B. JOSEPH PINE II is an internationally acclaimed author, speaker, and management advisor to
Fortune 500 companies and entrepreneurial start-ups alike. He is cofounder of Strategic Horizons
LLP, a thinking studio dedicated to helping businesses conceive and design new ways of adding
value to their economic offerings.
In 2019 Mr. Pine and his partner James H. Gilmore re-released in hardcover The Experience
Economy: Competing for Customer Time, Attention, and Money featuring an all-new
Preview to their best-selling 1999 book The Experience Economy: Work Is Theatre & Every
Business a Stage. The book demonstrates how goods and services are no longer enough; what
companies must offer today are experiences – memorable events that engage each customer in
an inherently personal way. It further shows that in today’s Experience Economy companies now
compete against the world for the time, attention, and money of individual customers. The
Experience Economy has been published in fifteen languages and was named one of the 100 best
business books of all time by 800ceoread (now Porchlight).
In 2011 Mr. Pine also co-wrote with Mr. Kim C. Korn Infinite Possibility: Creating Customer
Value on the Digital Frontier, which describes how to use digital technology to stage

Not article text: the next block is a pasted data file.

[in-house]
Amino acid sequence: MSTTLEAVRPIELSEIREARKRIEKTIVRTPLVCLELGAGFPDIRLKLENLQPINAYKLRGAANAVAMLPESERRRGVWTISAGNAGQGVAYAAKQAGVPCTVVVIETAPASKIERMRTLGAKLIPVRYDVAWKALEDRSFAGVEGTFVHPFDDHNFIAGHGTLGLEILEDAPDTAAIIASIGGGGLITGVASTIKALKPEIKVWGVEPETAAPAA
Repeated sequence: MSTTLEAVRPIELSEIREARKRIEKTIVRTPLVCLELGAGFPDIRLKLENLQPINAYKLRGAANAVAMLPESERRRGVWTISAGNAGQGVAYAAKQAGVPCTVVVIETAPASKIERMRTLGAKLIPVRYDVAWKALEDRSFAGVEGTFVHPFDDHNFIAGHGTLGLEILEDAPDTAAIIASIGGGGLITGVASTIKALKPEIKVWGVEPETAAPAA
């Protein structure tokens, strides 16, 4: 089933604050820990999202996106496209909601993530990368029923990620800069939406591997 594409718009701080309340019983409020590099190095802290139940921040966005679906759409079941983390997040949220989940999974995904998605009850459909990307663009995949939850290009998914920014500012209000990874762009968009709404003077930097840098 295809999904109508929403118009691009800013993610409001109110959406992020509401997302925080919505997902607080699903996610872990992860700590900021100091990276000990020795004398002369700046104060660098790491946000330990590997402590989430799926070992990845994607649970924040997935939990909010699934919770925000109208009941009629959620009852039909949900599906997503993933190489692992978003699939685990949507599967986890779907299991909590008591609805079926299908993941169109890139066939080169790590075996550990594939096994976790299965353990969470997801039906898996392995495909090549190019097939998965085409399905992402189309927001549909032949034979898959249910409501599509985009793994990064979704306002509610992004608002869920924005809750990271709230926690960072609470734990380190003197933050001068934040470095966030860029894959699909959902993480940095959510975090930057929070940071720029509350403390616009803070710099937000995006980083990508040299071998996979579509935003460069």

experiences that fuse the real and the virtual. At its core is a new framework called the Multiverse
that builds on the fundamental nature of the created universe – time, space, and matter – by
showing how digital technology flips each of these dimensions on their head to create new worlds,
first in our imagination and then in our experience.
In 2007 Mr. Pine wrote Authenticity: What Consumers Really Want with Mr. Gilmore, which
recognizes that in a world of increasingly paid-for experiences, people no longer accept the fake
from the phony, but want the real from the genuine. Amazon.com named it one of the top ten
business books of 2007 while a cover story in TIME magazine cited it as one of “10 ideas that are
changing the world”.